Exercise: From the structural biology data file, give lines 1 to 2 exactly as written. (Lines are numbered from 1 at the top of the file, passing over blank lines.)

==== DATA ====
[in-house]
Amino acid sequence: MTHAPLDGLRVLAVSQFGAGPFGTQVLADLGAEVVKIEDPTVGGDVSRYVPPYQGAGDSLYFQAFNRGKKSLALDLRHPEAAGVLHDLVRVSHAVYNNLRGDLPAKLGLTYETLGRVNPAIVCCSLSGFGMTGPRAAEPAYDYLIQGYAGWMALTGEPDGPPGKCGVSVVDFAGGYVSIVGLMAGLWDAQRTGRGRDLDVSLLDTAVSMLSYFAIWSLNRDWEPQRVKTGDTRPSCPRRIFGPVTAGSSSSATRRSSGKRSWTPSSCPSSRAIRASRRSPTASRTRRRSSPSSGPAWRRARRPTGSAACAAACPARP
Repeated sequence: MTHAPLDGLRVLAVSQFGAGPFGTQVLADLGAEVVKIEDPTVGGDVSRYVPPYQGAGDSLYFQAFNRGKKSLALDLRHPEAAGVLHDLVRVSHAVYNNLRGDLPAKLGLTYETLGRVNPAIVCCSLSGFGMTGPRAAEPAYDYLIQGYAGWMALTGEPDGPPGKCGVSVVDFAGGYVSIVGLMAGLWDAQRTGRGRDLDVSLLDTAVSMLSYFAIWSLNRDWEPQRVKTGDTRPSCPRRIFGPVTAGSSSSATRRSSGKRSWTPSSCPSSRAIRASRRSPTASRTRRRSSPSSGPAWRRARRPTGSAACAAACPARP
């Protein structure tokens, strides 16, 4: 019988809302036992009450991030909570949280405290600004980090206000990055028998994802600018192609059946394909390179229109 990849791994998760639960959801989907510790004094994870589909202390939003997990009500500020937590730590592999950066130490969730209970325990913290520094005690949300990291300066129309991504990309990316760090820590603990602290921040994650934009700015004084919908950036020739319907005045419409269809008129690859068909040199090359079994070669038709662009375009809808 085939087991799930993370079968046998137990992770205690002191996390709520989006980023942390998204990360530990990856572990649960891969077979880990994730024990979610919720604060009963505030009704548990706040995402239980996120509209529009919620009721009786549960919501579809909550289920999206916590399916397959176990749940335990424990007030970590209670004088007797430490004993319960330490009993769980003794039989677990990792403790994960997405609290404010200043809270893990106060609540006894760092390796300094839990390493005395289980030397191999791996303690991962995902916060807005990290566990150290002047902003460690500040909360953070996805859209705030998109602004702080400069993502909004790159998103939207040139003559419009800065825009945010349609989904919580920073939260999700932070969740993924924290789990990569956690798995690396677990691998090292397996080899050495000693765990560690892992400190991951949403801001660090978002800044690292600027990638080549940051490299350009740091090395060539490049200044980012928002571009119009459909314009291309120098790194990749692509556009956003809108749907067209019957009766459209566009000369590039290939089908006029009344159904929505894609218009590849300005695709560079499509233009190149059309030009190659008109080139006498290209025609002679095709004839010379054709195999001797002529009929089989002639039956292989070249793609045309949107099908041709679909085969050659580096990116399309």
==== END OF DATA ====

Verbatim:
[in-house]
Amino acid sequence: MTHAPLDGLRVLAVSQFGAGPFGTQVLADLGAEVVKIEDPTVGGDVSRYVPPYQGAGDSLYFQAFNRGKKSLALDLRHPEAAGVLHDLVRVSHAVYNNLRGDLPAKLGLTYETLGRVNPAIVCCSLSGFGMTGPRAAEPAYDYLIQGYAGWMALTGEPDGPPGKCGVSVVDFAGGYVSIVGLMAGLWDAQRTGRGRDLDVSLLDTAVSMLSYFAIWSLNRDWEPQRVKTGDTRPSCPRRIFGPVTAGSSSSATRRSSGKRSWTPSSCPSSRAIRASRRSPTASRTRRRSSPSSGPAWRRARRPTGSAACAAACPARP